The usual treatment for asthma involves identifying and avoiding the triggers and then using medication that either relaxes the muscles surrounding the airways (bronchodilators) or helps to dampen the immune system’s inflammatory response (steroids).
A chronic lung problem that causes difficulty breathing, the incidence of asthma is on the rise – not least of all because of the stress of Covid-19. While most of my patients know that the disorder does require seeing a doctor, too few realise that it is not just the symptoms that can be tackled but also many of the causes.
Asthma attacks can be triggered by a whole host of factors, from stress and infections (internal factors) to external ones like dust, pollen, tobacco smoke and pollution. Whatever the cause, the end result is the same – your airways swell and tighten, making it difficult to breathe. This narrowing then triggers the release of the chemical histamine, which leads to further inflammation as well as the production of excess mucus that makes breathing even more difficult.
The usual treatment for asthma involves identifying and avoiding the triggers and then using medication that either relaxes the muscles surrounding the airways (bronchodilators) or helps to dampen the immune system’s inflammatory response (steroids). What a lot of people don’t realise, however, is that taking certain nutritional steps may help to reduce the severity of symptoms (and therefore attacks) experienced in the first place. Many of my patients have stopped using their inhalers altogether.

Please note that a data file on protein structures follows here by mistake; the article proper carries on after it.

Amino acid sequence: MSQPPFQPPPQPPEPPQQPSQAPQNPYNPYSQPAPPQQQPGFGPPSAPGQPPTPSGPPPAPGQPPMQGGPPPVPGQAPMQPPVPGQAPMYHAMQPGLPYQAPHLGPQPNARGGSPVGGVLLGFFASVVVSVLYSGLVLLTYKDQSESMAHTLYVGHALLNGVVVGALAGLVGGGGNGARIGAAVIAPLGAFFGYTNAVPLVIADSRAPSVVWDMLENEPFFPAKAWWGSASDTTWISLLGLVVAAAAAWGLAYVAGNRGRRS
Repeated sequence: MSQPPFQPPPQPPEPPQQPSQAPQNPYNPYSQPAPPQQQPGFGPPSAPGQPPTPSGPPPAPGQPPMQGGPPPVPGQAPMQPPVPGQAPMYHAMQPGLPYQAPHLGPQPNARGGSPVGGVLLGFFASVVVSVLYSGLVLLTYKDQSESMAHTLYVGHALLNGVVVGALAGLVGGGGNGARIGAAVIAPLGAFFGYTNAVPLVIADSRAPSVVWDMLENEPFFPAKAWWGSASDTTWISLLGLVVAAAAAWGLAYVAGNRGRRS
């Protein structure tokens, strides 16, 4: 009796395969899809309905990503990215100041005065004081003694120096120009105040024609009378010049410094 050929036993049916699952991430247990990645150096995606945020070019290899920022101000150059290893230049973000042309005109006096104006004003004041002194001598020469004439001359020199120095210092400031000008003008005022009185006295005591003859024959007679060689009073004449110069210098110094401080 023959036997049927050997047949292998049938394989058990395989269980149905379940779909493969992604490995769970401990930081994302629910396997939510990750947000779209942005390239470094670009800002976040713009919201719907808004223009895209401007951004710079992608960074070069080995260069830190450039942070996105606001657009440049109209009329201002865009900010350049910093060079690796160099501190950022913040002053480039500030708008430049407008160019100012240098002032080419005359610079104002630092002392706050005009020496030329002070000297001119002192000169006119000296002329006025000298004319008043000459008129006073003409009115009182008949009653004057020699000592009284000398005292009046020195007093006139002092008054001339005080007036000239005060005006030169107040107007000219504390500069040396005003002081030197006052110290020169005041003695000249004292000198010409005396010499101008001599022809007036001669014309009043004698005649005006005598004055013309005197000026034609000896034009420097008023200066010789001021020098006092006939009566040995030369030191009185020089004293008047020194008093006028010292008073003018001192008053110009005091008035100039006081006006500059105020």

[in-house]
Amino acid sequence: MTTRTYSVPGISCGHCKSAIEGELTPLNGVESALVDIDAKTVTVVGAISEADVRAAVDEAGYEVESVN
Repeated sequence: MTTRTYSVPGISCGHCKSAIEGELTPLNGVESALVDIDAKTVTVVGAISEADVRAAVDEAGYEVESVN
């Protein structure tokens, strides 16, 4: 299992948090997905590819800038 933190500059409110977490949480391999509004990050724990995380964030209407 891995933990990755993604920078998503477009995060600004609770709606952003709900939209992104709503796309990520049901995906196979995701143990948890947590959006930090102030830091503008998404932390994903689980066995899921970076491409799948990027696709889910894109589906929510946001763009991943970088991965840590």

The first star nutrient is vitamin C. Research has shown that populations that consume large amounts of fruits and vegetables have fewer attacks. The fact that asthmatics with low levels of vitamin C in their blood have more problems with wheezing simply confirms this. Why is vitamin C so important? Well, it’s a natural antihistamine, which means it’s able to block the effect of inflammatory reactions.
Studies have also shown that its antioxidant properties help to neutralise the damaging effects of pollution which can often exacerbate asthma. In fact, vitamin C has even been shown to help prevent exercise-induced asthma attacks when taken immediately prior to a workout.
And if you’re someone who needs an excuse to go for sushi, look no further: the anti-inflammatory omega-3s in oily fish will work in your favour. It’s the reason why those who live in Mediterranean and Scandinavian countries have lower rates of asthma – they eat plenty of this kind of fish.
But if sushi isn’t really on your horizon, don’t worry: the humble, magnesium-rich sukuma may also help. Studies have shown that magnesium can work directly on the smooth muscle in the bronchioles (airway branches in the lungs), helping to dilate them and stimulating an improvement in breathing in asthmatics.
Whatever you do eat, do reduce salt. Salt makes your airways more responsive to histamine leading to increased constriction. Use herbs and spices to add flavour instead.